As for dismounts from pushing and pulling apparatus, people will have more air time than on Earth, opening the possibility for more somersaults and more twists in the air before landing. This raises the issue of injury. Although landing will be softer on the Moon, if coming down from the same height as on Earth, dismounts from bars (high, parallel, and uneven) will send the gymnast upward first, much higher as compared with Earth. Even from still rings, dismounts will occur with significant upward acceleration. Osteoporosis (which increases the fracture risk) is not really an issue, since we are talking about healthy people arriving fresh from Earth without weightless deconditioning, but disruption of otolith and proprioceptive sensors may be an issue in lunar gravity. Factor in four somersaults, instead of two, which means less room for error, and landing is probably less safe than on Earth, not more.

This brings us to the tumbling events: floor exercise, vault, and balance beam. Once airborne, the issues for the gymnast are similar to those we’ve discussed with respect to dismounts from the hanging and pushing events. Leave the floor, or the springboard, or the beam with the same force that you do on Earth, you go higher, with more air time, enabling more flips and twists. But regardless of how high you go, you come down with the same force with which you went up, a basic law of Newtonian physics that belies common myth about falling on the Moon. Thus, as with dismounts from other apparatus, the potential for injury is there, if one expects a landing to be softer than it really will be.

Getting into the air is another matter, and may not translate easily from a 1 G to a 1/6th G environment. On floor exercise and vault, running plays an important role in generating both height and rotation, but trying to run at 1/6th your usual weight sends you bouncing in the air, like being suspended from the ceiling with bungee while running on a trampoline. Power for a back rotating tumbling move comes from a round-off back handspring, which translates the forward velocity of the run into rotation and upward acceleration. This would have to be adjusted significantly on the Moon and fine tuned. It might end up looking similar to power strip tumbling on Earth. In this sport, tumblers after a trick often are thrown too high for an immediate back handspring, so they do a whipback, then adjust the angle to get their hands down the next time, since blocking with hands and snapping down launches you better than simply bouncing with just your feet.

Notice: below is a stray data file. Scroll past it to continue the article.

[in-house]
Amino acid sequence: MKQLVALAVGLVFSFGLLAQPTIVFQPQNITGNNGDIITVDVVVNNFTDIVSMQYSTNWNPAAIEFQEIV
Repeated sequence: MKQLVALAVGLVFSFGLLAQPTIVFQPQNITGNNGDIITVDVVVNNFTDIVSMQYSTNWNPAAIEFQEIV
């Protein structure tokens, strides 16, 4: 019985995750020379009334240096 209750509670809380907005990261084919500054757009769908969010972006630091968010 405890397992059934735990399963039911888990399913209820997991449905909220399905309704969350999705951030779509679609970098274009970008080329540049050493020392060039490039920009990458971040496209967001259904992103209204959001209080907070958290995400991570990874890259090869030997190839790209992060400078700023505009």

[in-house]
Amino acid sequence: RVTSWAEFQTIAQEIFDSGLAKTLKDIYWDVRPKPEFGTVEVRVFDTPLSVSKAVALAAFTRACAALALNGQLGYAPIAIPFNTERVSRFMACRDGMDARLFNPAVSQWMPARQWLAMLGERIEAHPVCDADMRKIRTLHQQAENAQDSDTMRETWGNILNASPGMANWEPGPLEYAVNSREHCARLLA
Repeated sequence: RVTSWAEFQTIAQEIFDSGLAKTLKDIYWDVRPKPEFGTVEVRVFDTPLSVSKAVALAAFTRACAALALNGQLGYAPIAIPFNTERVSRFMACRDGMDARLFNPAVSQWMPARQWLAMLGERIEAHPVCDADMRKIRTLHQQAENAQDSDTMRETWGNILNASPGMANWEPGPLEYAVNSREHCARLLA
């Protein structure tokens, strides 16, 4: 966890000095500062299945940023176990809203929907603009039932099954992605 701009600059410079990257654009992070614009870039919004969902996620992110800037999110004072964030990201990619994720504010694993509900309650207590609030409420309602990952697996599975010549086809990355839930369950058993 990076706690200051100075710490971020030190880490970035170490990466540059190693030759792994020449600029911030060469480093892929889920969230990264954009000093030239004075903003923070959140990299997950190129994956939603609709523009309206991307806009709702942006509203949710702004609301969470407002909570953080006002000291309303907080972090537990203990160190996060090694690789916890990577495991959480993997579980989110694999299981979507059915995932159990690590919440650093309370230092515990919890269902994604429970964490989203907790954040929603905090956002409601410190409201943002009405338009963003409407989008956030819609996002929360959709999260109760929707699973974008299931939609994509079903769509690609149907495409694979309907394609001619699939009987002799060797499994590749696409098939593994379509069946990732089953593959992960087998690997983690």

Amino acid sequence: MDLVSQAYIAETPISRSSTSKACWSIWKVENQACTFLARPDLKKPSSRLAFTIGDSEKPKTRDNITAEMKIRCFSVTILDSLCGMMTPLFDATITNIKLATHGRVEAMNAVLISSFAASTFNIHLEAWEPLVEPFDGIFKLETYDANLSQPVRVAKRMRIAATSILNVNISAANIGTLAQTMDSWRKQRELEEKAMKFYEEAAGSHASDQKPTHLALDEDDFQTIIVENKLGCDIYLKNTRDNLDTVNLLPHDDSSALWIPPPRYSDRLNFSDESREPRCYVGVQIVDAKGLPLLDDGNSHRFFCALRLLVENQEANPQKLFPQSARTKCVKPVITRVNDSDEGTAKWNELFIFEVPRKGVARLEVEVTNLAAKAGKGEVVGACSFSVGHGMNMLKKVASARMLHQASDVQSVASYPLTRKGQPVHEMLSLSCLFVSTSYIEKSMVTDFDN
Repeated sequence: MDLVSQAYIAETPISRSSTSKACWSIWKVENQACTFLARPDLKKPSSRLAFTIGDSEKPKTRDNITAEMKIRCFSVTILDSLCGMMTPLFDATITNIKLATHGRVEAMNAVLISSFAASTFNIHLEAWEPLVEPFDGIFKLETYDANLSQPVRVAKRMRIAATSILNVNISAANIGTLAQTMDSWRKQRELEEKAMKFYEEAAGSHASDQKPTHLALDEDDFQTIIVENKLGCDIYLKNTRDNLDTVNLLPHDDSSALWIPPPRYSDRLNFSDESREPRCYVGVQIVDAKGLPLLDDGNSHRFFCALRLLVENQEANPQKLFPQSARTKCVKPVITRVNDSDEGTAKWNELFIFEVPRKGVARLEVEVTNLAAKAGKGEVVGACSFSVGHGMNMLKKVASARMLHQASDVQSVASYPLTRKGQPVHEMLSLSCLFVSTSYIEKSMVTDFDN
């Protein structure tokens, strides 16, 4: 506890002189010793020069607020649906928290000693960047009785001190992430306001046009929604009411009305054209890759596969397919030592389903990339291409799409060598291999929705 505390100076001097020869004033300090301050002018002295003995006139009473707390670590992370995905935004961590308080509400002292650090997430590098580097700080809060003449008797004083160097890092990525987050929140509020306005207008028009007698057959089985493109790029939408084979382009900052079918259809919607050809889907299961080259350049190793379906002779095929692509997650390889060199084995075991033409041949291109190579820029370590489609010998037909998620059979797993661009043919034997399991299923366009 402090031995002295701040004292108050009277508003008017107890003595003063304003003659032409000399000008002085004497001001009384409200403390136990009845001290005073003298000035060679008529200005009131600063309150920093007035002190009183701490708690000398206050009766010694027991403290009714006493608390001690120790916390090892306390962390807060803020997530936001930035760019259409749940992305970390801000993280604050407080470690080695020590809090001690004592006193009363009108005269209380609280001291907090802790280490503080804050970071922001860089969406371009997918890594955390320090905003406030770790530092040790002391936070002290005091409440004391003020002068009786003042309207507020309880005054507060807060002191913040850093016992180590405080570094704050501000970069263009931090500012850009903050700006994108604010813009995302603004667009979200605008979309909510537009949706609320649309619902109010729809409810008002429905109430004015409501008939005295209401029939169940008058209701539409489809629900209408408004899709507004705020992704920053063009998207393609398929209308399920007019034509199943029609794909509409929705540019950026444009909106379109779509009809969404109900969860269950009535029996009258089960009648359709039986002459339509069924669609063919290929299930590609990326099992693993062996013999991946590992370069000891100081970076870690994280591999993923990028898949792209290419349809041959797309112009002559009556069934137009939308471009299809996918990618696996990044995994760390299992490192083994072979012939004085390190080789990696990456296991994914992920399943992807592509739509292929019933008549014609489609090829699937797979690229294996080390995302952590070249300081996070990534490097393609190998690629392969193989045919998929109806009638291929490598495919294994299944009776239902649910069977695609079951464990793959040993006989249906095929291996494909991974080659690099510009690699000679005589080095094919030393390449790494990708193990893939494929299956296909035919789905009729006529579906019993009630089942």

On vault, upward velocity from the springboard, then from the vaulting table depends largely on speed. Like skimming a rock on water, the gymnast must hit the board with high velocity rather than sailing up and coming straight down. Yurchenko style vaults, in which the gymnast hits the board backward after a round-off, have somewhat different mechanics, but the basic idea is the same in terms of the run and speed. As with floor exercise, bunny hop running, as we saw from Apollo astronauts, will not do the trick.

On the balance beam, running is not the issue, but as with floor and vault, momentum for handsprings and somersaults that one might expect will be delivered in a linear direction might send the gymnast a lot higher than she wants to go. But as with the other events, the change in gravitational environment that makes things more difficult potentially can lead to amazing innovations –both in skills and apparatus– that we cannot begin to imagine.

Images: Iordan Iovtchev at London 2012 Olympics

The views expressed are those of the author and are not necessarily those of Scientific American.